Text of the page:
The church is God’s theatre to heaven and earth.  Without embracing God’s full expression on this earth, the church with all its varied expressions, we will never understand God’s multifaceted wisdom.

The Greek word for manifold is (polupoikilos) which expressed the idea of multifaceted.  It was used to represent an intricate embroidery of flowers of many colors.   In the New Testament, it is was used to express “most varied” or “many-sided.”  Every believer in Christ has a theology.  All Christians need to know what they believe and why they believe it, yet those who write systematic theology need to understand their limitations.  They need to grasp their need for other believers, especially those with whom they may not agree.  Theologically speaking, they may be producing a bouquet of flowers of only one color.

Of course, we should try to clarify what we believe based on the Word of God, yet we all know in part (1 Corinthians 13:9).  God has designed the Body of Christ so that no one group has a corner on the market of truth.  Theology always has to be within the limits of orthodox Christian thought, but if it is, to discard it, is to take a flower out of the bouquet of God’s earthly expression.   As Augustine said, “in essentials unity, in non-essentials liberty, in all things charity.”

Maybe the reason we have no unity or experience no liberty is that we lack charity for others in the Church.  If we never understand our need for other Christians not like us, we will never have the manifold wisdom of God.

Image used with permission by Microsoft.

Ken Barnes the author of “The Chicken Farm and Other Sacred Places”  YWAM Publishing
Email: 
kenbarnes737@gmail.com
website:
https://sites.google.com/site/kenbarnesbooksite/
            http://gleanings757.blogspot.com



Thursday, June 7, 2018

Weighing Motives

All the ways of a man are clean in his own sight,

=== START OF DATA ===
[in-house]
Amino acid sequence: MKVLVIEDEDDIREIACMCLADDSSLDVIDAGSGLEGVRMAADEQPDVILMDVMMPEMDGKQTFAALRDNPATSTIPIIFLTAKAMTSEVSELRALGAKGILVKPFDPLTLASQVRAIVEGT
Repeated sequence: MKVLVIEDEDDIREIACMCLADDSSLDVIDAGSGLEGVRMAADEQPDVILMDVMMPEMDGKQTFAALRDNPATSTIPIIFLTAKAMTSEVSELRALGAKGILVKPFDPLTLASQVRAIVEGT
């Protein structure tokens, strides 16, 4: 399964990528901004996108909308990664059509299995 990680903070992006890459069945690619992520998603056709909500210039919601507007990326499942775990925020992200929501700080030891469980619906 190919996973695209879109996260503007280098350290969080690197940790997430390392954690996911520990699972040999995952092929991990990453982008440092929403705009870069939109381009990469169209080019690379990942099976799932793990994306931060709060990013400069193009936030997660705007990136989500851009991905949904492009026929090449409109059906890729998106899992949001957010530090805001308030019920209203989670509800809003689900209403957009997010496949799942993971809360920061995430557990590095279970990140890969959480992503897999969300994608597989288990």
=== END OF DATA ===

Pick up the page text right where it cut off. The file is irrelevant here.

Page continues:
But the Lord weighs the motives. Proverbs 16:2 NASB)

We can feel pretty good about the things that we do, but we often do not understand why we do what we do.  It is possible to give with your hand but not your heart.
 
In my job, we often share the workload.  When one person is down in their caseload, others are often asked to share their cases to keep that person working.  Not long ago I was asked and gave away several of my cases.  I did not really want to lose them, but for the good of the project, I knew this is what I should do.  Recently, I had some medical bills and other extra financial expenses, which wiped out all of the funds I had put away for a rainy day.  At the same time, the bottom dropped out of my workload. I was told that there were some cases possibly available for me to work.  In the end, they were given to someone else.

I started feeling a little sorry for myself.  I felt like I had given up my cases and now when I had a need, there was nothing for me.  I started thinking that if I had not given up my cases, I might not have found myself in this dilemma.  I was in a downward spiral.  Then one morning in my daily reading the verse above in Proverbs hit me right between the eyes.


God was weighing my motives, and I had been tested and found wanting.  What I had given with my hand, I had started to take back in my heart. The universe does not revolve around me. God’s sovereign choices are made including my needs but exclusive to them.  Possibly, someone else needed the cases more than me. Or God in his infinite wisdom assigned the work without regard to need.  God always has the right to choose as he pleases.  What was my response?  God, forgive me, I thought and concluded before I saw it from your perspective.  Purity of motive may only come when we first have the humility to admit that we do not have it.

Image used with permission by Microsoft.

Ken Barnes the author of “The Chicken Farm and Other Sacred Places”  YWAM Publishing
Email: 
kenbarnes737@gmail.com
website:
https://sites.google.com/site/kenbarnesbooksite/
            http://gleanings757.blogspot.com